Wednesday, 14 February 2018

More about birches

I often mention birches in my blog. They have to be among my favourite trees and I'm sure this is a sentiment I share with many others. Around sixty species of birch exist across the northern hemisphere but their fossil remains date back to Upper Cretaceous times, when dinosaurs still existed. 
Yesterday, strolling through the grounds of Northampton General Hospital, I was pleased to see some rather nice specimens of the Paper-bark Birch, Betula papyrifera. It is native to North America and the indigenous people there put it to good use for canoes, roofing (it is waterproof) and so on. The specimens I saw yesterday were in a rather inaccessible place and as a consequence the bark was peeling off in sheets of significant size. Normally, I suspect, people can't resist the temptation to tug at this loose material so sizeable pieces never survive.
Paper-bark Birches in the grounds of Northampton General Hospital.
12 February, 2018

Similar birch species occur in Asia and Hindu manuscripts, dating from around 1800 B.C., were written on birch bark. 'Birches are good biochemists' states Colin Tudge (Ref.1) and few would argue with that. Although birches are not in the same family as willows (the former are in the Betulacae whereas willows are placed in the Salicaceae) both contain aspirin-like compounds. In the case of birches the active compound is methyl salicylate which is present in oil wintergreen, also obtained from birches.They can be used to make syrups and in times of famine the starch and oils also present have possibly meant the difference between death and survival.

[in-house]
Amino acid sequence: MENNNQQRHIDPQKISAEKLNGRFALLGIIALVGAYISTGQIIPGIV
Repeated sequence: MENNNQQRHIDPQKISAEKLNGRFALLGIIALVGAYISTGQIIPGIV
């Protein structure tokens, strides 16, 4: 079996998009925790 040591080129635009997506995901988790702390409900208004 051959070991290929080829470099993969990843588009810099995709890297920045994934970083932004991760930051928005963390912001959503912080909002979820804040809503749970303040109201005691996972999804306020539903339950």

The fissured bark of silver birch. Beckett's Close, Byfield.
14 February, 2018
It is generally agreed that our two native oaks, Quercus robur and Q. petraea, support more insects than any other British trees. But the silver birch also does extremely well in this respect. From moths such as the Birch Mocha, Cyclophora albipunctata, to bugs like the Birch Shieldbug, Elasmostethus interstinctus it is host to a great array of organisms. Micro-moths in particular seem to occur on birches prolifically and at least nine species of aphids (Ref 2) may be found on their leaves and twigs.
A second birch species occurs in Northamptonshire, particularly on badly-drained soils. This is the Downy Birch, Betula pubescens, but this will have to be dealt with on another occasion.
Finally, the sap of birches, particularly that of Sweet Birch, Betula lenta, can be employed to make birch beer.
I like birches!

1. Tudge, Colin (2005) The Secret Life of Trees  Penguin Books

2. Dixon, T and Thieme, (2007) Aphids on Deciduous Trees  Richmond Publishing

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